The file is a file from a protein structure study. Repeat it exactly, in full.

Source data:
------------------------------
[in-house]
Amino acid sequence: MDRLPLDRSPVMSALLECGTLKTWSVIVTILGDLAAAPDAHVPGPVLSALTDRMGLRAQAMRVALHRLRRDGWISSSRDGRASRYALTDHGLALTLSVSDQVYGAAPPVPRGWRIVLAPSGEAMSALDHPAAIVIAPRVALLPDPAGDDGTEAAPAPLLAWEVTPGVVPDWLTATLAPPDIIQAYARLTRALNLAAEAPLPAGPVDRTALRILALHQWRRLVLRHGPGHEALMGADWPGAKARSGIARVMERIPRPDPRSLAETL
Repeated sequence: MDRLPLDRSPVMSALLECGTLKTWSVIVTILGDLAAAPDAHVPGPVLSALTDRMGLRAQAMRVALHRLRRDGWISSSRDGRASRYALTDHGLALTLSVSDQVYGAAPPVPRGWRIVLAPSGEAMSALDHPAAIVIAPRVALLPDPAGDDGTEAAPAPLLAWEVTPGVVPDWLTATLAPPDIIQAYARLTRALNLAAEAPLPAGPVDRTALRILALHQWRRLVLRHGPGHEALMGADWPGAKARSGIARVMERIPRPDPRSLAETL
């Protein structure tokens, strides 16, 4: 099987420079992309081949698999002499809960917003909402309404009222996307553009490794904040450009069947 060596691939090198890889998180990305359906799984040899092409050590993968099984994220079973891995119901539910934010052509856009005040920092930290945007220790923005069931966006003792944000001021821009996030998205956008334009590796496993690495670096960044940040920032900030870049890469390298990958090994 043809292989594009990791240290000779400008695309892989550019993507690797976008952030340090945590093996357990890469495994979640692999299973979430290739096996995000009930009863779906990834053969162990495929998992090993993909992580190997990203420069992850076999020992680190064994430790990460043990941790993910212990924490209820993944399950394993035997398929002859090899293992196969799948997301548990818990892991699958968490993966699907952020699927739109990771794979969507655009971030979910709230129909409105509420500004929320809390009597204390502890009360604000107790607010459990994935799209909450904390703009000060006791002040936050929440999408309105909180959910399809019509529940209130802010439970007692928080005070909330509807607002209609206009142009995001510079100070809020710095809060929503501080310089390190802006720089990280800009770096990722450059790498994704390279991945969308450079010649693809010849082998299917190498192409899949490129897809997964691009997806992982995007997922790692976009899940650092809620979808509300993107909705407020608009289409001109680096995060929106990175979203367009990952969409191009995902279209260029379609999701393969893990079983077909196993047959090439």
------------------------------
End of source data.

[in-house]
Amino acid sequence: MDRLPLDRSPVMSALLECGTLKTWSVIVTILGDLAAAPDAHVPGPVLSALTDRMGLRAQAMRVALHRLRRDGWISSSRDGRASRYALTDHGLALTLSVSDQVYGAAPPVPRGWRIVLAPSGEAMSALDHPAAIVIAPRVALLPDPAGDDGTEAAPAPLLAWEVTPGVVPDWLTATLAPPDIIQAYARLTRALNLAAEAPLPAGPVDRTALRILALHQWRRLVLRHGPGHEALMGADWPGAKARSGIARVMERIPRPDPRSLAETL
Repeated sequence: MDRLPLDRSPVMSALLECGTLKTWSVIVTILGDLAAAPDAHVPGPVLSALTDRMGLRAQAMRVALHRLRRDGWISSSRDGRASRYALTDHGLALTLSVSDQVYGAAPPVPRGWRIVLAPSGEAMSALDHPAAIVIAPRVALLPDPAGDDGTEAAPAPLLAWEVTPGVVPDWLTATLAPPDIIQAYARLTRALNLAAEAPLPAGPVDRTALRILALHQWRRLVLRHGPGHEALMGADWPGAKARSGIARVMERIPRPDPRSLAETL
């Protein structure tokens, strides 16, 4: 099987420079992309081949698999002499809960917003909402309404009222996307553009490794904040450009069947 060596691939090198890889998180990305359906799984040899092409050590993968099984994220079973891995119901539910934010052509856009005040920092930290945007220790923005069931966006003792944000001021821009996030998205956008334009590796496993690495670096960044940040920032900030870049890469390298990958090994 043809292989594009990791240290000779400008695309892989550019993507690797976008952030340090945590093996357990890469495994979640692999299973979430290739096996995000009930009863779906990834053969162990495929998992090993993909992580190997990203420069992850076999020992680190064994430790990460043990941790993910212990924490209820993944399950394993035997398929002859090899293992196969799948997301548990818990892991699958968490993966699907952020699927739109990771794979969507655009971030979910709230129909409105509420500004929320809390009597204390502890009360604000107790607010459990994935799209909450904390703009000060006791002040936050929440999408309105909180959910399809019509529940209130802010439970007692928080005070909330509807607002209609206009142009995001510079100070809020710095809060929503501080310089390190802006720089990280800009770096990722450059790498994704390279991945969308450079010649693809010849082998299917190498192409899949490129897809997964691009997806992982995007997922790692976009899940650092809620979808509300993107909705407020608009289409001109680096995060929106990175979203367009990952969409191009995902279209260029379609999701393969893990079983077909196993047959090439």